Division of Viral Hepatitis, Centers for Disease Control and Prevention, Atlanta, Georgia.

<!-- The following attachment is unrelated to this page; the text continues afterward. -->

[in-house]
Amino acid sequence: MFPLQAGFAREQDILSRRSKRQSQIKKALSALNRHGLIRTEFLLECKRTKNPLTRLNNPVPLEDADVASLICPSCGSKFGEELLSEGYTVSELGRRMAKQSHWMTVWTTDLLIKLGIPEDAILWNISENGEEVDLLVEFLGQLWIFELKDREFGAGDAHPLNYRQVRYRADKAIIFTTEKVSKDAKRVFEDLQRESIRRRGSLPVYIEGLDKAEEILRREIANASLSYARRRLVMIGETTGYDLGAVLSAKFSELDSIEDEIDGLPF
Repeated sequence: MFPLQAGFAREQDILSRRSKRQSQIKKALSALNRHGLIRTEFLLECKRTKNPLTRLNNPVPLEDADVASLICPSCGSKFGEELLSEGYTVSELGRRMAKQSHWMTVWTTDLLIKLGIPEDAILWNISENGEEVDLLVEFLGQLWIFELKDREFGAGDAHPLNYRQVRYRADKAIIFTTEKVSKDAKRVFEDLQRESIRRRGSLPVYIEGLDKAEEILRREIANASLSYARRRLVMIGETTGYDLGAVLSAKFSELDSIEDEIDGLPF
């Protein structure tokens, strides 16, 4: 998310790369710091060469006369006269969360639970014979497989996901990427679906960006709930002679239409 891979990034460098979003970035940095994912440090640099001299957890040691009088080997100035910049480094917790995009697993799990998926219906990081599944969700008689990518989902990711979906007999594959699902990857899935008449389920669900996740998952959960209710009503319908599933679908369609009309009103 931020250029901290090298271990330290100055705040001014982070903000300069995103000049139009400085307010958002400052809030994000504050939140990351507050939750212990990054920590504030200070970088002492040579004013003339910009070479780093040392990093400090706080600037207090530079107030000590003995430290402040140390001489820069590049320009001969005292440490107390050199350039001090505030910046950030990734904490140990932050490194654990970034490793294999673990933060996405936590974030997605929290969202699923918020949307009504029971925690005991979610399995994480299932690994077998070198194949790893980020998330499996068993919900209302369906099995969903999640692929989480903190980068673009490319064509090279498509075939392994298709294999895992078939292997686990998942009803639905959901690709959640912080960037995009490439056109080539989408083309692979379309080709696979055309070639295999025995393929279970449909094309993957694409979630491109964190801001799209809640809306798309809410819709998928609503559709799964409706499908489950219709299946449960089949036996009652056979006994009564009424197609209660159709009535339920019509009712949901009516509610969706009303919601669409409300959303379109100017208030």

Hepatitis C virus (HCV) infection is a complex public health problem, characterized by a high prevalence of chronic infection, an increasing burden of HCV-associated disease, low rates of testing and treatment, and the prospect of increasing incidence associated with the epidemic of injection drug use. Three-quarters of chronic HCV infections occur among persons born from 1945 through 1965. Prevention efforts are complicated by limited knowledge among health care professionals, persons at risk and in the public at large. At the Centers for Disease Control and Prevention, efforts to improve primary and secondary prevention effectiveness center on policy development, education and training initiatives, and applied research. This report provides a brief overview of some of these efforts, including the development of testing recommendations for the 1945-1965 birth cohort, research and evaluation studies in settings where persons who inject drugs receive services, and a national viral hepatitis education campaign that targets health care professionals, the public, and persons at risk.